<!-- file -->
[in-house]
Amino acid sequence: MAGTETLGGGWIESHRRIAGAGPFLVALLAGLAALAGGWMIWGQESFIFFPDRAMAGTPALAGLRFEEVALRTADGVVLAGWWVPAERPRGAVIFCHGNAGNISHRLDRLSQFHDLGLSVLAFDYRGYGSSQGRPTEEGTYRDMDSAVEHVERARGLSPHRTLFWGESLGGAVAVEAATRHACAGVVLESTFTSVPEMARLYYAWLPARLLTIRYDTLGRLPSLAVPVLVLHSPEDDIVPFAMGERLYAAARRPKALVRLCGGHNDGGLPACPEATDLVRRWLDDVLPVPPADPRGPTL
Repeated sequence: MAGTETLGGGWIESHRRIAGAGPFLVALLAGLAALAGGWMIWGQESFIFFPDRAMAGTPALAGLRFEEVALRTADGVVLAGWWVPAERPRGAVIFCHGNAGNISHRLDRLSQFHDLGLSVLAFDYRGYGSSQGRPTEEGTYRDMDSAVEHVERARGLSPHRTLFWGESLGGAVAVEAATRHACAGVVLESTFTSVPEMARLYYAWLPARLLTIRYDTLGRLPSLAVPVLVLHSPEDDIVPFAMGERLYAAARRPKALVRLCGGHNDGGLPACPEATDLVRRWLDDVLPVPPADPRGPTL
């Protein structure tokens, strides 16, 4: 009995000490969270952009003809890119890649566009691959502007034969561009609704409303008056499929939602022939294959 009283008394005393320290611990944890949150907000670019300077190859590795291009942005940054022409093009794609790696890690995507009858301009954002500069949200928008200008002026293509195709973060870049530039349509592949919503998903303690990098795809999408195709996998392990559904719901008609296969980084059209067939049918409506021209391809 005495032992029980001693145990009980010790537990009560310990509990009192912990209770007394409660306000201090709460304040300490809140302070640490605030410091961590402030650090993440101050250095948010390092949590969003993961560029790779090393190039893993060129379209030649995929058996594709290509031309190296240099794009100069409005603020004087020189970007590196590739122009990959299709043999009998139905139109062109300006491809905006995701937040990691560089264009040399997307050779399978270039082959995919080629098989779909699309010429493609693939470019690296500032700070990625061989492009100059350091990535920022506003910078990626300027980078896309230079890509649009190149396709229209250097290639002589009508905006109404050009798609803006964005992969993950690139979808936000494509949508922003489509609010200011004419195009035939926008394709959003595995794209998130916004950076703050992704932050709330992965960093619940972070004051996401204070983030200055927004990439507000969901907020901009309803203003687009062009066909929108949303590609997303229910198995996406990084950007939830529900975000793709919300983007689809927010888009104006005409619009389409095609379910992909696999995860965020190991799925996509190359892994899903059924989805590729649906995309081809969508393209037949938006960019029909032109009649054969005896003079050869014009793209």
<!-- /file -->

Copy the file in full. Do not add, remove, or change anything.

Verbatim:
[in-house]
Amino acid sequence: MAGTETLGGGWIESHRRIAGAGPFLVALLAGLAALAGGWMIWGQESFIFFPDRAMAGTPALAGLRFEEVALRTADGVVLAGWWVPAERPRGAVIFCHGNAGNISHRLDRLSQFHDLGLSVLAFDYRGYGSSQGRPTEEGTYRDMDSAVEHVERARGLSPHRTLFWGESLGGAVAVEAATRHACAGVVLESTFTSVPEMARLYYAWLPARLLTIRYDTLGRLPSLAVPVLVLHSPEDDIVPFAMGERLYAAARRPKALVRLCGGHNDGGLPACPEATDLVRRWLDDVLPVPPADPRGPTL
Repeated sequence: MAGTETLGGGWIESHRRIAGAGPFLVALLAGLAALAGGWMIWGQESFIFFPDRAMAGTPALAGLRFEEVALRTADGVVLAGWWVPAERPRGAVIFCHGNAGNISHRLDRLSQFHDLGLSVLAFDYRGYGSSQGRPTEEGTYRDMDSAVEHVERARGLSPHRTLFWGESLGGAVAVEAATRHACAGVVLESTFTSVPEMARLYYAWLPARLLTIRYDTLGRLPSLAVPVLVLHSPEDDIVPFAMGERLYAAARRPKALVRLCGGHNDGGLPACPEATDLVRRWLDDVLPVPPADPRGPTL
């Protein structure tokens, strides 16, 4: 009995000490969270952009003809890119890649566009691959502007034969561009609704409303008056499929939602022939294959 009283008394005393320290611990944890949150907000670019300077190859590795291009942005940054022409093009794609790696890690995507009858301009954002500069949200928008200008002026293509195709973060870049530039349509592949919503998903303690990098795809999408195709996998392990559904719901008609296969980084059209067939049918409506021209391809 005495032992029980001693145990009980010790537990009560310990509990009192912990209770007394409660306000201090709460304040300490809140302070640490605030410091961590402030650090993440101050250095948010390092949590969003993961560029790779090393190039893993060129379209030649995929058996594709290509031309190296240099794009100069409005603020004087020189970007590196590739122009990959299709043999009998139905139109062109300006491809905006995701937040990691560089264009040399997307050779399978270039082959995919080629098989779909699309010429493609693939470019690296500032700070990625061989492009100059350091990535920022506003910078990626300027980078896309230079890509649009190149396709229209250097290639002589009508905006109404050009798609803006964005992969993950690139979808936000494509949508922003489509609010200011004419195009035939926008394709959003595995794209998130916004950076703050992704932050709330992965960093619940972070004051996401204070983030200055927004990439507000969901907020901009309803203003687009062009066909929108949303590609997303229910198995996406990084950007939830529900975000793709919300983007689809927010888009104006005409619009389409095609379910992909696999995860965020190991799925996509190359892994899903059924989805590729649906995309081809969508393209037949938006960019029909032109009649054969005896003079050869014009793209």